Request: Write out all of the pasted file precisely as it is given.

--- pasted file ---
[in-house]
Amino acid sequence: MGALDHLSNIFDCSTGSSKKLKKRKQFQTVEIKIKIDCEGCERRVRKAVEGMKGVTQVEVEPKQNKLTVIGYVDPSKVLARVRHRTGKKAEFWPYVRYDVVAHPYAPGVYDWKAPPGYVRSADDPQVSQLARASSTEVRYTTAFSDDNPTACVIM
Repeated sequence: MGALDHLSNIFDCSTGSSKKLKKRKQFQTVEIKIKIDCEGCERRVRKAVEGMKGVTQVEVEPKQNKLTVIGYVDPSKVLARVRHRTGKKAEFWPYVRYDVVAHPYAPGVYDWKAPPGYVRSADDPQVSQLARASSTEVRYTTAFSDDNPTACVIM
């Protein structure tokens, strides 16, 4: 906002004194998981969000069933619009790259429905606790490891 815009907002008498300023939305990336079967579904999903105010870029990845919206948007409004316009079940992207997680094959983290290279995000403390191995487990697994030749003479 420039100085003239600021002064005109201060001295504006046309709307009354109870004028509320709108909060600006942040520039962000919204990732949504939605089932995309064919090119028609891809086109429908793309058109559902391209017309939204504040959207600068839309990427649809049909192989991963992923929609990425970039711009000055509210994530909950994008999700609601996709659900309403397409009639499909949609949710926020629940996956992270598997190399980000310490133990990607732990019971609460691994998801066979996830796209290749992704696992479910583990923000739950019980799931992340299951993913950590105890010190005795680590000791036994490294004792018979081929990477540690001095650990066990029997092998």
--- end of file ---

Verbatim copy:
[in-house]
Amino acid sequence: MGALDHLSNIFDCSTGSSKKLKKRKQFQTVEIKIKIDCEGCERRVRKAVEGMKGVTQVEVEPKQNKLTVIGYVDPSKVLARVRHRTGKKAEFWPYVRYDVVAHPYAPGVYDWKAPPGYVRSADDPQVSQLARASSTEVRYTTAFSDDNPTACVIM
Repeated sequence: MGALDHLSNIFDCSTGSSKKLKKRKQFQTVEIKIKIDCEGCERRVRKAVEGMKGVTQVEVEPKQNKLTVIGYVDPSKVLARVRHRTGKKAEFWPYVRYDVVAHPYAPGVYDWKAPPGYVRSADDPQVSQLARASSTEVRYTTAFSDDNPTACVIM
């Protein structure tokens, strides 16, 4: 906002004194998981969000069933619009790259429905606790490891 815009907002008498300023939305990336079967579904999903105010870029990845919206948007409004316009079940992207997680094959983290290279995000403390191995487990697994030749003479 420039100085003239600021002064005109201060001295504006046309709307009354109870004028509320709108909060600006942040520039962000919204990732949504939605089932995309064919090119028609891809086109429908793309058109559902391209017309939204504040959207600068839309990427649809049909192989991963992923929609990425970039711009000055509210994530909950994008999700609601996709659900309403397409009639499909949609949710926020629940996956992270598997190399980000310490133990990607732990019971609460691994998801066979996830796209290749992704696992479910583990923000739950019980799931992340299951993913950590105890010190005795680590000791036994490294004792018979081929990477540690001095650990066990029997092998």